Sarah's Chess Journal

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         The History and The Culture of Chess

 January 2007

Henry Wilson Toasts Paul Morphy

Thanks to BishopBerkley of for locating Henry Wilson's speech.

Harpers Weekly September 25, 1858

On May 31, Morphy was feted by the Boston Chess Club, this time at the Revere House Hotel with 140 invited guests. Among those presents were Dr. Horace Richardson (president of the Boston Chess club), Jared Sparks, President Walker of Harvard College, Prof. Pierce of Harvard, Speaker of the House Charles Hale, Rev. Dr. Huntington, Prof. Lowell, Chief Justice Shaw, Joel Parker, Prof. Agassiz, Prof. Longfellow, Rev. T. Starr King, Mayor Lincoln, Joshua Quincey, Jr., Edwin P. Wipple, James Fields, B. F. Thomas and Massachusetts senator, Henry Wilson. Oliver Wendell Holmes gave the introduction. 18 speeches were given and James Russell Lowell wrote and delivered a 100 line poem for the occasion.

Henry Wilson

Henry Wilson was born as Jeremiah Colbath in Farmington, New Hampshire on February 16, 1812. When he was 10 he was indentured as a farm worker but when he earned his freedom in 1833, he legally changed his name to Henry Wilson. moved to Natick, Massachusetts and learned the shoemaking trade, attended college and taught school. During this time he had become an ardent abolitionist. He eventually became a shoe manufacturer. By 1841 Wilson grew interested in politics and held positions in the state legislature. He failed in his bid for governor of Massachusetts in 1853, but was elected to the U.S. Senate in 1855. During the Civil War, Wilson both raised and commanded the 22nd Regiment of the Massachusetts Volunteer Infantry. In 1872 he wrote a 3-volume tome, History of the Rise and Fall of the Slave Power in America and attained the office of Vice-President as U.S. Grant's running mate. He died in office on November 22, 1875.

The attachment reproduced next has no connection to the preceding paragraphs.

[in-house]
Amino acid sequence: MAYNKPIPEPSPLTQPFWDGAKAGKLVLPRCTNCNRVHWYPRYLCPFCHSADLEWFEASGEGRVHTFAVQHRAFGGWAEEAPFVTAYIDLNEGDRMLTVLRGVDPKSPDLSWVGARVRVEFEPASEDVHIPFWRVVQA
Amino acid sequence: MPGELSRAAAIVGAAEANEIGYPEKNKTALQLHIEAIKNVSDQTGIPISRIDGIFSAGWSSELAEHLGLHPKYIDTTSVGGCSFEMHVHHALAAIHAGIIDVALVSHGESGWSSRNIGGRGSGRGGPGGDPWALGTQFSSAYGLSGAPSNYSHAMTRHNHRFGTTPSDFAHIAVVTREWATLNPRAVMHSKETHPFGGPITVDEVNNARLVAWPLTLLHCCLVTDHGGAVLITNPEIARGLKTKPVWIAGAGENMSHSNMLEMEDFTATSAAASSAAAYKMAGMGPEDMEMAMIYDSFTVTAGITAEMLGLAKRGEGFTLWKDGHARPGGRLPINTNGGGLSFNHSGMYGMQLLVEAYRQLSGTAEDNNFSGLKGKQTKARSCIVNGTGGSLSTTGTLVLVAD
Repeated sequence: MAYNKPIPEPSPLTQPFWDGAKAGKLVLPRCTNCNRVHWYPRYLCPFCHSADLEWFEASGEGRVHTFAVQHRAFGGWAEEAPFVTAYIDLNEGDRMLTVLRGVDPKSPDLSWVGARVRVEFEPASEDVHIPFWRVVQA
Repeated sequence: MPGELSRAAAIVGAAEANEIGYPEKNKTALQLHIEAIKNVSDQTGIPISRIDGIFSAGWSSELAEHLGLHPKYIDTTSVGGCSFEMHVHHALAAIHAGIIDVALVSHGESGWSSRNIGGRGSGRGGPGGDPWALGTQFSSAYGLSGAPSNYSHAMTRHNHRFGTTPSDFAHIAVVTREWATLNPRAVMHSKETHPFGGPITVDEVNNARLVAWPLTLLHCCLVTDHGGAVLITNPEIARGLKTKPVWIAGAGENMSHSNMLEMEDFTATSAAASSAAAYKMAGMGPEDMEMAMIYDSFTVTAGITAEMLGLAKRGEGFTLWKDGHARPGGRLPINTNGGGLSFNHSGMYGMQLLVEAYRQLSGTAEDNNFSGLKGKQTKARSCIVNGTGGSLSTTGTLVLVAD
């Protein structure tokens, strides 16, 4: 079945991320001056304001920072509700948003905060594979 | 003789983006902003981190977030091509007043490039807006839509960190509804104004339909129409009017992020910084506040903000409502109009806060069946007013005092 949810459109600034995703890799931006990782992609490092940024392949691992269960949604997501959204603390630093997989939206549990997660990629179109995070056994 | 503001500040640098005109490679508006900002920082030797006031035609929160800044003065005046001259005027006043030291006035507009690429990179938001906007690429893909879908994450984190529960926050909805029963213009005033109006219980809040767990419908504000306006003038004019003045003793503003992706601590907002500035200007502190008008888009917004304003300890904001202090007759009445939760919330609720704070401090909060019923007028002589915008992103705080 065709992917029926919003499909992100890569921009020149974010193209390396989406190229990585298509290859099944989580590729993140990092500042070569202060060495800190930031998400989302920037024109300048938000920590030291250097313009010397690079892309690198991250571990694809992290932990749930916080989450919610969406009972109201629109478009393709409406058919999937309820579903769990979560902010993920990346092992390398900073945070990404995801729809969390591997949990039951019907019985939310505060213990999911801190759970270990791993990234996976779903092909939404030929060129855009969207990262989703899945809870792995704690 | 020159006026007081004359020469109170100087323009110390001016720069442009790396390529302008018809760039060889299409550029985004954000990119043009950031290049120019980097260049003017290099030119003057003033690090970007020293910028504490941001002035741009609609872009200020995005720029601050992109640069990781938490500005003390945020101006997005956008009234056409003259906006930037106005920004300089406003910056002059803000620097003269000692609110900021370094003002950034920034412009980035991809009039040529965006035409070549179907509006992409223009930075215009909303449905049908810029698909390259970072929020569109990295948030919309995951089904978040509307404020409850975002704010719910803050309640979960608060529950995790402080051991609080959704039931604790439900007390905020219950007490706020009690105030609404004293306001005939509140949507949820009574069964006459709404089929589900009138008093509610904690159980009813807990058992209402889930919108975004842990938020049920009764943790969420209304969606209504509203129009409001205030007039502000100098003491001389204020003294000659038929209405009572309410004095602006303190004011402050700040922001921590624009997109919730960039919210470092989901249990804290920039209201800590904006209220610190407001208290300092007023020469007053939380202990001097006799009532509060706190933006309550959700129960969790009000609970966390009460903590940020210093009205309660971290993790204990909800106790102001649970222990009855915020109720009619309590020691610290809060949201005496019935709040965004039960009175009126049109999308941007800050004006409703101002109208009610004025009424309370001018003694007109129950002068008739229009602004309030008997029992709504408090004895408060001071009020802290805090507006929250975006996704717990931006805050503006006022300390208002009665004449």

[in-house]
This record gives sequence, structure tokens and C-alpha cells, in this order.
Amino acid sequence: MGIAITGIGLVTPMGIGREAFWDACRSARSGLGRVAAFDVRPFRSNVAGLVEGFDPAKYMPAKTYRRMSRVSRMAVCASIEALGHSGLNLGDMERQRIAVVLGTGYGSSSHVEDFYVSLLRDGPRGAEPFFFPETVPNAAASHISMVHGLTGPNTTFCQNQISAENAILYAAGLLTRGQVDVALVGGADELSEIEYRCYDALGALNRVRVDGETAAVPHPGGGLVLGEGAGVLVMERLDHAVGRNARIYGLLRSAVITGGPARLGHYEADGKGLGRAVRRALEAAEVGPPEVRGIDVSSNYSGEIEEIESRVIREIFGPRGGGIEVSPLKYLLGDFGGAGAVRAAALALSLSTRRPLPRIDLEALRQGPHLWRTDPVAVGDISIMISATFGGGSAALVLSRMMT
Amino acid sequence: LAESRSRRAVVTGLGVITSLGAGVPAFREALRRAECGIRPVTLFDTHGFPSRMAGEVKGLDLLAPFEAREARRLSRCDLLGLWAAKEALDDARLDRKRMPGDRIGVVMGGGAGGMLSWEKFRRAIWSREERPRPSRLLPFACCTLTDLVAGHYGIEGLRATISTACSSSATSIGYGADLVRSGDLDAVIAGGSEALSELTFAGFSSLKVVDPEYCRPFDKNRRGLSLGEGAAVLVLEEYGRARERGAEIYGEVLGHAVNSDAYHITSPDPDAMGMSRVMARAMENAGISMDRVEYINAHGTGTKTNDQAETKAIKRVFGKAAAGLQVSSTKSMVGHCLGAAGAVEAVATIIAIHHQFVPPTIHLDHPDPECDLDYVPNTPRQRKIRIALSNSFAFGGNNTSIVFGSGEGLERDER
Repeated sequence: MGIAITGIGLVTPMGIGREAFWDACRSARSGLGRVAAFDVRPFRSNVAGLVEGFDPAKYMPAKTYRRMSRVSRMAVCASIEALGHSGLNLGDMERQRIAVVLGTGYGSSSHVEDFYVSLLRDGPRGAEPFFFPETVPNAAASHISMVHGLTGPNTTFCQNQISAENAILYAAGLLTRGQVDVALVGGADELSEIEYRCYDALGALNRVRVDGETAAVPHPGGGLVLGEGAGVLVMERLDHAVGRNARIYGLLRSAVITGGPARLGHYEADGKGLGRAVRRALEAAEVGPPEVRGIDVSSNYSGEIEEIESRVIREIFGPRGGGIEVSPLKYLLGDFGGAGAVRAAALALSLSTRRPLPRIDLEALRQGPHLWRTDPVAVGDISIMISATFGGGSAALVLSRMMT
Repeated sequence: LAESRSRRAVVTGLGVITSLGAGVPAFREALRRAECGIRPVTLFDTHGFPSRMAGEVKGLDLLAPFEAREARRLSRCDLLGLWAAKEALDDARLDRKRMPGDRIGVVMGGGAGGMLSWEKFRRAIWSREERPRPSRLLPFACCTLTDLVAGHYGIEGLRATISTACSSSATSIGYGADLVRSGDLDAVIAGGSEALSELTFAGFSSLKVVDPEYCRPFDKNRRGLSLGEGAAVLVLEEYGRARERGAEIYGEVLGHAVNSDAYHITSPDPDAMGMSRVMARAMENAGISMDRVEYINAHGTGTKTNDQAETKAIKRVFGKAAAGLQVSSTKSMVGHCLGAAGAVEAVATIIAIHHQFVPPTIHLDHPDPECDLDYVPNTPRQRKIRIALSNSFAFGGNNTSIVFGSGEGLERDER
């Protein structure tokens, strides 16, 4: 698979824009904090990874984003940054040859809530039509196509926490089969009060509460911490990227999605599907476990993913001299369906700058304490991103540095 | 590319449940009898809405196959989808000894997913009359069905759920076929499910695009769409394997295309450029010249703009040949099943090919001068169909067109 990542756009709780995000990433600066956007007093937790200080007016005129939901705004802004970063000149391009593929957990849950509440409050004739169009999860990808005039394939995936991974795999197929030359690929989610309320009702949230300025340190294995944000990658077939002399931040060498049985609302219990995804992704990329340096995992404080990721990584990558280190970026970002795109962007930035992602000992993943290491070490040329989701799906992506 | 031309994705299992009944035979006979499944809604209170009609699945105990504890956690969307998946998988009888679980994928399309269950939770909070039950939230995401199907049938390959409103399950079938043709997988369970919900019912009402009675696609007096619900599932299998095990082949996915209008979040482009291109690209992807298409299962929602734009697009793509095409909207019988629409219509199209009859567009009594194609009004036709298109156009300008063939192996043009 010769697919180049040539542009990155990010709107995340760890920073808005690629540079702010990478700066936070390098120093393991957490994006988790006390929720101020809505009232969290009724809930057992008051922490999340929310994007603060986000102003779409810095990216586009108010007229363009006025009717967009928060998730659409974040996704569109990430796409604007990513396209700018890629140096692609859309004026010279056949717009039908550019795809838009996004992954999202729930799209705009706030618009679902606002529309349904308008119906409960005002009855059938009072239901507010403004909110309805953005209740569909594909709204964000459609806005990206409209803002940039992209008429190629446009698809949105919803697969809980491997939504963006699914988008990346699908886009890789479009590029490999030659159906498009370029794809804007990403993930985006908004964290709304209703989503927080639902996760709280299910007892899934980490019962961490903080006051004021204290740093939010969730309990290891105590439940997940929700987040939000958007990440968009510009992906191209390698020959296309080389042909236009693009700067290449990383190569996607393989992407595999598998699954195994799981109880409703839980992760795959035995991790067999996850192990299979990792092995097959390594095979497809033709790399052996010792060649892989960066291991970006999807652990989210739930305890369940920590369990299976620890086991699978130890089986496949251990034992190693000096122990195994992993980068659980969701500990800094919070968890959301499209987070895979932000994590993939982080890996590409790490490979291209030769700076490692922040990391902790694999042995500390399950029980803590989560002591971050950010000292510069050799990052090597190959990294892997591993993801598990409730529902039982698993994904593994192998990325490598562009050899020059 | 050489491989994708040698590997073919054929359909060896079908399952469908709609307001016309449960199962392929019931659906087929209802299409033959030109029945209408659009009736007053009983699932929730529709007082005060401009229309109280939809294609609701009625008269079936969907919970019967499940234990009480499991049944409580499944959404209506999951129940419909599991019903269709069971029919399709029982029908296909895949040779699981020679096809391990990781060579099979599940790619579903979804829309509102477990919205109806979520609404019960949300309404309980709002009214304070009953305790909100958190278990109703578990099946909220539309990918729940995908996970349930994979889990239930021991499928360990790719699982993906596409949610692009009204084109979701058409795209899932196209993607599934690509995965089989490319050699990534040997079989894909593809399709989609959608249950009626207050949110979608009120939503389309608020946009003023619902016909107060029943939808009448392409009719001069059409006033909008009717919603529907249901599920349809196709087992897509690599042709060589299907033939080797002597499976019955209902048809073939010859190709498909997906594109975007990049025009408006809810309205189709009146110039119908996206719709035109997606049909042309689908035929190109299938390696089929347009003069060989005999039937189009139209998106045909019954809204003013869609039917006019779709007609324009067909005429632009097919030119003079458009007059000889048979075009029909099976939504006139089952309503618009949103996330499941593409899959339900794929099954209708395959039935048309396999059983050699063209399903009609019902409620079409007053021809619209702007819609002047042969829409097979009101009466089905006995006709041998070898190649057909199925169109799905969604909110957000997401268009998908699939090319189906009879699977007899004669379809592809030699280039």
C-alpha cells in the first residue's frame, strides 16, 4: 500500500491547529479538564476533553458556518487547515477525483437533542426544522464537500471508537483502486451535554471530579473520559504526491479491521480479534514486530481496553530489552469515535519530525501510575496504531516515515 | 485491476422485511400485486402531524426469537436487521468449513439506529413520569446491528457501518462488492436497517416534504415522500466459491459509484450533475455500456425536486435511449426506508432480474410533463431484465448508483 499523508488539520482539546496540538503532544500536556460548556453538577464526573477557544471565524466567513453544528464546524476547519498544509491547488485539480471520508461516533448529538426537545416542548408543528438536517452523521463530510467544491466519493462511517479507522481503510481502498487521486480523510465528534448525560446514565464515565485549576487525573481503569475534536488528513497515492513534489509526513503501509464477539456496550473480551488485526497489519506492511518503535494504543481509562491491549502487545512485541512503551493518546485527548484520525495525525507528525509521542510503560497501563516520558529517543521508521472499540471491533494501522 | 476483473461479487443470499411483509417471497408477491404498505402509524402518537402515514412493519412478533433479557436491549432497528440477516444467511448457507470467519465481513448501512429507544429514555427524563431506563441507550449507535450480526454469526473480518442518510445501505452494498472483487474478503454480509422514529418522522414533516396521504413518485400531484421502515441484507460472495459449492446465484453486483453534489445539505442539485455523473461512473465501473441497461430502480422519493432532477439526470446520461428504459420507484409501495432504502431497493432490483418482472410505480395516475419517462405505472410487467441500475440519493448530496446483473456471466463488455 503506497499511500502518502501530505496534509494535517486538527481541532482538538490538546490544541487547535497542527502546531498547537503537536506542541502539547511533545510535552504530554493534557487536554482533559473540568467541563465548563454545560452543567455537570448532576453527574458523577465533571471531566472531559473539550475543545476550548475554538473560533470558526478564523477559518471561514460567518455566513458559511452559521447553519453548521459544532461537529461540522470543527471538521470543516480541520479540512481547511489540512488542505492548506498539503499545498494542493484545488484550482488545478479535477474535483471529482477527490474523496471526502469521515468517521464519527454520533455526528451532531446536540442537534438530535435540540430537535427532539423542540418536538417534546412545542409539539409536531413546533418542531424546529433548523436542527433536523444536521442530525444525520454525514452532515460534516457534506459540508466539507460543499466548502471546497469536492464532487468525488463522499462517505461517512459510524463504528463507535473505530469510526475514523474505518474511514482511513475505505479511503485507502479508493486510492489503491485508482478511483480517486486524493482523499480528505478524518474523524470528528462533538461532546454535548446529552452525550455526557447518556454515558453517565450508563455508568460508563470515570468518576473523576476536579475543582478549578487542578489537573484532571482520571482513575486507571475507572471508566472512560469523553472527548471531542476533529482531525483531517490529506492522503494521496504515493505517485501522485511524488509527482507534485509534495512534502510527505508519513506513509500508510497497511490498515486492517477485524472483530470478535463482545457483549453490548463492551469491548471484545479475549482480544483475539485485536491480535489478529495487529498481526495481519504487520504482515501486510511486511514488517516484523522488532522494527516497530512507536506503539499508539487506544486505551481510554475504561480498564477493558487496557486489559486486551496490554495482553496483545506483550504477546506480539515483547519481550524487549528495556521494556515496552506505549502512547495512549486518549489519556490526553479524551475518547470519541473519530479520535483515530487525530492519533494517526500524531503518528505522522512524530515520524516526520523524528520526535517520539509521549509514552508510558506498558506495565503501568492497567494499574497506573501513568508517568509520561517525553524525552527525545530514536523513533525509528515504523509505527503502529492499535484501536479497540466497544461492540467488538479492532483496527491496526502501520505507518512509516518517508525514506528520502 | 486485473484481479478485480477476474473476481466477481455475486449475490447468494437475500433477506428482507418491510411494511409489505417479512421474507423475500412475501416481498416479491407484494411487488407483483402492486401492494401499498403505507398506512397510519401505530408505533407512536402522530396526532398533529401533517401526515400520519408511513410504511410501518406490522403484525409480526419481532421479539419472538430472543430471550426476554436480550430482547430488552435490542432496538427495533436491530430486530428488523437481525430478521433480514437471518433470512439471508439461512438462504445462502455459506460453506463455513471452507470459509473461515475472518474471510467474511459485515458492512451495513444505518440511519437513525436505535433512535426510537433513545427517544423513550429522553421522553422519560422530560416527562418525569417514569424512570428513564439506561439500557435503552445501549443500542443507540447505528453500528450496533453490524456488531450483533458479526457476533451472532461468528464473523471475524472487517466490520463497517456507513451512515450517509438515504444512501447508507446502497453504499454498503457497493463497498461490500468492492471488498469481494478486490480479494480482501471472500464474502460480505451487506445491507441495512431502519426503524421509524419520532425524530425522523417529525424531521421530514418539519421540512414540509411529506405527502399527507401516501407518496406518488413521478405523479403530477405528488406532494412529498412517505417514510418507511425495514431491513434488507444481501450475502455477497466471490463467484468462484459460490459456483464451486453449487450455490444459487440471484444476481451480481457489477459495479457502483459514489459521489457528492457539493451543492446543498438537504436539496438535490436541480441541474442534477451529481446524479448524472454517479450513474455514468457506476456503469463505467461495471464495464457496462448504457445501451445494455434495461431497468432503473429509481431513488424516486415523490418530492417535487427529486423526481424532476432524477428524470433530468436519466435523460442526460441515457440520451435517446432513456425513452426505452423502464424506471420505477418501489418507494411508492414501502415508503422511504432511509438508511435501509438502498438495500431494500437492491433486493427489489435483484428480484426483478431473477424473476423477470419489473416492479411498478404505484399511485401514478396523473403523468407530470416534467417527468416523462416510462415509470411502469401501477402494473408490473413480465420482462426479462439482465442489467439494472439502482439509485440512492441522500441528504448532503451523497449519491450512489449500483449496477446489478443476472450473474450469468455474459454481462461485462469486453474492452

According to The Life and Public Services of Henry Wilson: Late Vice-president of the United States 
by Elias Nason and Thomas Russell. 1876,  page 256

A few days afterwards (June 1), [Senator Henry Wilson] was present at a meeting in honor of Mr. Paul Morphy, the American chess-player, at the same hotel, where, on the announcement of the tenth regular toast, "Our national representatives, -- their position gives them a special interest in national success," -- he most fittingly replied, "I suppose we
all feel proud of the achievements of our American representatives in the Old World. We all unite to do honor to him who has achieved honor for the American nation abroad. As we have read of his brilliant achievements with pride and admiration, we have loved him because he has been throughout a modest and quiet American gentleman. Surrounded as Mr. Morphy has been by royalty, learning, and genius, in all his splendid triumphs he has borne himself with modesty, and he ought to be welcomed by every American. We have witnessed here to-night his modest demeanor and noble carriage with pleasure. In conclusion, he gave this sentiment: "The modest bearing of your guest, -- worthy the imitation of American scholars, artists, jurists, and statesmen, who uphold the intellectual character of America among the nations."



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